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2014

VHA Hospitals Report Increases in Obese Patients and Related Worker Injuries; Caring for Obese Patients Costs Individual Hospitals Up to $200,000 Annually

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    IRVING, Texas, Jan. 31 /PRNewswire/ -- A nationwide survey of VHA Inc.
 hospitals shows that caring for obese patients is an increasing challenge as
 providers continue to experience spiraling costs, increases in worker injuries
 and a significant number of patients who are obese, even in pediatrics.
 Hospitals have seen the need for new equipment, supplies and training to
 properly care for this population.  Many hospitals turn to their group
 purchasing relationships with companies like Novation, VHA's supply services
 company, to access and save money on bariatric-related supplies and resources.
     Conducted by Novation, the VHA member survey queried 584 directors of
 materials management and directors of surgical services across the country to
 determine the influence that treating severely obese patients (more than
 100 pounds overweight) had on hospitals in 2004.  It is a follow-up to a
 survey conducted in 2003.  Eighty-two health care professionals, or
 14 percent, responded.
     "The cost of treating the severely obese patient shot up 24 percent in
 just one year," said Sandy Wise, RN, MBA, senior director of medical and
 surgical services at Novation.  "What is really shocking is that 90 percent of
 obese patients are seen in the emergency departments and 53 percent of the
 pediatric patients are obese.  These are not patients coming to the hospital
 for bariatric surgery, but are being seen for other medical conditions."
     Following the emergency room, the other areas where obese patients are
 treated are in intensive care units, surgery and cardiology.
     In addition to increased hospital spending, obese patients have affected
 health care worker safety.  Twenty-eight percent of respondents reported an
 increase in workplace injuries related to lifting obese patients, with back
 injuries being most common.  With the current nursing shortage, hospitals
 cannot afford to have a nurse out because of an injury.
     The majority, 84 percent, of VHA hospitals responding to the survey say
 they offer special training to help staff better understand how to care for
 obese patients.  Training most often centers on lifting or transferring
 patients, including the proper use of lifting devices as well as sensitivity
 training.
     Froedtert Memorial Lutheran Hospital in Milwaukee is taking steps to
 address the increasing obese population by purchasing wider equipment with
 larger weight capacities and by offering training for staff twice a year to
 learn how to properly care for obese patients.
     "Our Injury Reduction Committee is addressing policies, procedures and
 ongoing education needs related to the use of appropriate equipment to use in
 caring for all patients and the increasing obese population," said Lynne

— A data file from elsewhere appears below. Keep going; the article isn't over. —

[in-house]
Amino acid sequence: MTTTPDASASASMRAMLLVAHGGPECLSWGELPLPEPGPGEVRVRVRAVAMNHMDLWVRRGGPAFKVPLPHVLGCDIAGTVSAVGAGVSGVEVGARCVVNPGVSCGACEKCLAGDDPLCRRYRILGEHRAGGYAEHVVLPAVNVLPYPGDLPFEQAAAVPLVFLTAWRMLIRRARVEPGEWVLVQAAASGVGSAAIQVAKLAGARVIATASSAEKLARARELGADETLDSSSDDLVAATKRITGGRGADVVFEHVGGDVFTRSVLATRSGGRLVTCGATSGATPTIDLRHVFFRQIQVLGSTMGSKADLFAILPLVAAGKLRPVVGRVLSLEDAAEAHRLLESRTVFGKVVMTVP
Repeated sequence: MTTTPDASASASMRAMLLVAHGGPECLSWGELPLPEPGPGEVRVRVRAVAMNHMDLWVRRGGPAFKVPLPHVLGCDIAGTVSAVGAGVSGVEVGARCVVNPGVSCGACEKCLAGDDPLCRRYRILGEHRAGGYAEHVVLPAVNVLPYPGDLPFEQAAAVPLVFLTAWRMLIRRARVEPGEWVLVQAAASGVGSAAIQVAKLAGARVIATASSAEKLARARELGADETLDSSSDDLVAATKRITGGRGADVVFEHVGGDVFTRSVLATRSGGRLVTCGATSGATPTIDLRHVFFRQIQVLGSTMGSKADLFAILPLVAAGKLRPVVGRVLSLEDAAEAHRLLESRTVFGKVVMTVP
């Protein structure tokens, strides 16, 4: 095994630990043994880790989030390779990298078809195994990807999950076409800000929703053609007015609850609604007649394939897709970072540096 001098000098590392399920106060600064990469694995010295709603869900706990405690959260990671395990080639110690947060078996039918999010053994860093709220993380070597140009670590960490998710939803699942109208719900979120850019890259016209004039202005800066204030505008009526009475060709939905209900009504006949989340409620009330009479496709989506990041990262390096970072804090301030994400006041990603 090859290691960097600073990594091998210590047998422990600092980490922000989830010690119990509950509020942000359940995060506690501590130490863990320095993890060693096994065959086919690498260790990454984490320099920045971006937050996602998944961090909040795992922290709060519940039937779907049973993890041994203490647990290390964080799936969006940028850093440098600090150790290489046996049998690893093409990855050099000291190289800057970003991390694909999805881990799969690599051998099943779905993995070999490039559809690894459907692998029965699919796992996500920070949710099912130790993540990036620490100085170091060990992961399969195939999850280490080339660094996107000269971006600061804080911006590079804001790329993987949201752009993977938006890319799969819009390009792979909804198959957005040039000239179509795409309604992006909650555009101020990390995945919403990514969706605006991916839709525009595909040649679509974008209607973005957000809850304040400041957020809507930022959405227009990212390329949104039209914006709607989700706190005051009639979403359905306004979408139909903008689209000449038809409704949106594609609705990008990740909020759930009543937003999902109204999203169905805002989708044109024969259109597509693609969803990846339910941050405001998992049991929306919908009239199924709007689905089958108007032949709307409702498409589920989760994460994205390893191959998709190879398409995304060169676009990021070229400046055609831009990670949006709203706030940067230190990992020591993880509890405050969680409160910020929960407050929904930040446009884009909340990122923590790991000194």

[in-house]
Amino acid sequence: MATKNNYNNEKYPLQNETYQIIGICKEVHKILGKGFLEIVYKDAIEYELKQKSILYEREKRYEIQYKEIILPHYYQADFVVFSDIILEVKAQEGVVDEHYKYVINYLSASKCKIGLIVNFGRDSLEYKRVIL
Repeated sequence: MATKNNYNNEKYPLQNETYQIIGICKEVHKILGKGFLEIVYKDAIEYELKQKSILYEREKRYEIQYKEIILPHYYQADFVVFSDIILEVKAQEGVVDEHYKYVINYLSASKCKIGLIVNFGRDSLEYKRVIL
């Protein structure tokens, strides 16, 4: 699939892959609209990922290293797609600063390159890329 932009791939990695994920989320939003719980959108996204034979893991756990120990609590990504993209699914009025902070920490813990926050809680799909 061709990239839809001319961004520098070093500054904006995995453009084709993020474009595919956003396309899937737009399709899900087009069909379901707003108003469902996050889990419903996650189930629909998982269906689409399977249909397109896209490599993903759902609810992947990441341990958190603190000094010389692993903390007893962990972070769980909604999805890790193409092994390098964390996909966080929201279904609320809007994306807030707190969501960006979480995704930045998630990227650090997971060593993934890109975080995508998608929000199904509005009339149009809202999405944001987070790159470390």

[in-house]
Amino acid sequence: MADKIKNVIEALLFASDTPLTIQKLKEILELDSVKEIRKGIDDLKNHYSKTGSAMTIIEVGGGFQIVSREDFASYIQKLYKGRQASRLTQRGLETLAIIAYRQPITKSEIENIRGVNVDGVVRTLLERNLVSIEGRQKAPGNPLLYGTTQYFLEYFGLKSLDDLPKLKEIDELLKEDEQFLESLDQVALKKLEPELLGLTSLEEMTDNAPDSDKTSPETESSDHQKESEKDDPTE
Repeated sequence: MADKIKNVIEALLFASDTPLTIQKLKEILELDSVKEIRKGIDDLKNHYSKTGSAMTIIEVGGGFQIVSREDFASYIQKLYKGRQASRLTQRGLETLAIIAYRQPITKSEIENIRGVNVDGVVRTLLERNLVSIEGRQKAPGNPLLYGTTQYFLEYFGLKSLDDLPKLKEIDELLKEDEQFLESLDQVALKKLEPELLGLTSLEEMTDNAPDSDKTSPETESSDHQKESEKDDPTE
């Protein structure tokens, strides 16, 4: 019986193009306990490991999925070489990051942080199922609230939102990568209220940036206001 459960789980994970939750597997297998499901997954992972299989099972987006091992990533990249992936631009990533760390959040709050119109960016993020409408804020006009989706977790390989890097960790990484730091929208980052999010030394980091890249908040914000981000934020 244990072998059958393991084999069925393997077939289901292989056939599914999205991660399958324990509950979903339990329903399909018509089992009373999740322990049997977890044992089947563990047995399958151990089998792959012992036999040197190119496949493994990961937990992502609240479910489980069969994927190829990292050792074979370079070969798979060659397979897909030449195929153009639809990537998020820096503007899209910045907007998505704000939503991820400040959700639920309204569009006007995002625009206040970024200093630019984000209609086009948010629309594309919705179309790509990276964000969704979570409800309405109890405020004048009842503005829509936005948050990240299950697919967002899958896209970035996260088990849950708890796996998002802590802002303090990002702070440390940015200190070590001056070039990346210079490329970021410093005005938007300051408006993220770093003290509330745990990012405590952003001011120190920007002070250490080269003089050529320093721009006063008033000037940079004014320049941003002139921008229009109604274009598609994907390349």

Mueller, R.N., clinical materials resource manager at Froedtert.  "Much of our
 new equipment is geared towards safe transfer and care of the obese patients,
 such as lifts, transfer boards, reclining chairs, transfer devices and
 wheelchairs that all have higher weight capacities."
     Most survey respondents indicated they had to order new products or
 supplies to accommodate obese patients last year.  At the top of the product
 lists were furniture for patients and visitors, surgical supplies, and lift
 and transfer equipment.  The most common supplies purchased included
 wheelchairs and beds.  Hospitals have spent up to $233,000 on new supplies in
 2004.
     Currently, Novation offers more than 800 of the most-widely used bariatric
 products in its bariatric portfolio and will continue to research issues faced
 by hospitals to provide the most cost-effective ways to control costs in
 hospitals while still maintaining a high level of care.
     Wise said, "While this survey was not meant to produce exact figures, it
 supports the trend that treating obese patients is a major challenge for
 hospitals and health care professionals."
     For a copy of the survey results, "2004 Obese Patient Care Survey Market
 Research Report," go to http://www.vha.com .
 
     About VHA -- VHA Inc. is a national alliance of leading not-for-profit
 health care providers that work together to improve the health of the
 communities they serve.  VHA delivers industry leading supply chain management
 services and enables regional and national member networks to improve clinical
 and operational performance and drive sustainable results.  Organized as a
 cooperative and based in Irving, Texas, VHA has 18 local offices serving
 members across the United States.
 
     About Novation -- Based in Irving, Texas, Novation was established in
 January 1998 through a combination of the supply programs of VHA and UHC, two
 national health care alliances.  Novation serves the purchasing needs of more
 than 2,300 members and affiliates of VHA and UHC.  Novation managed more than
 $23 billion in annual purchases for VHA and UHC members in 2004.
 
      Contact:  Lynn Gentry
                972/830-0798
                lgentry@vha.com
 
 

SOURCE VHA Inc.

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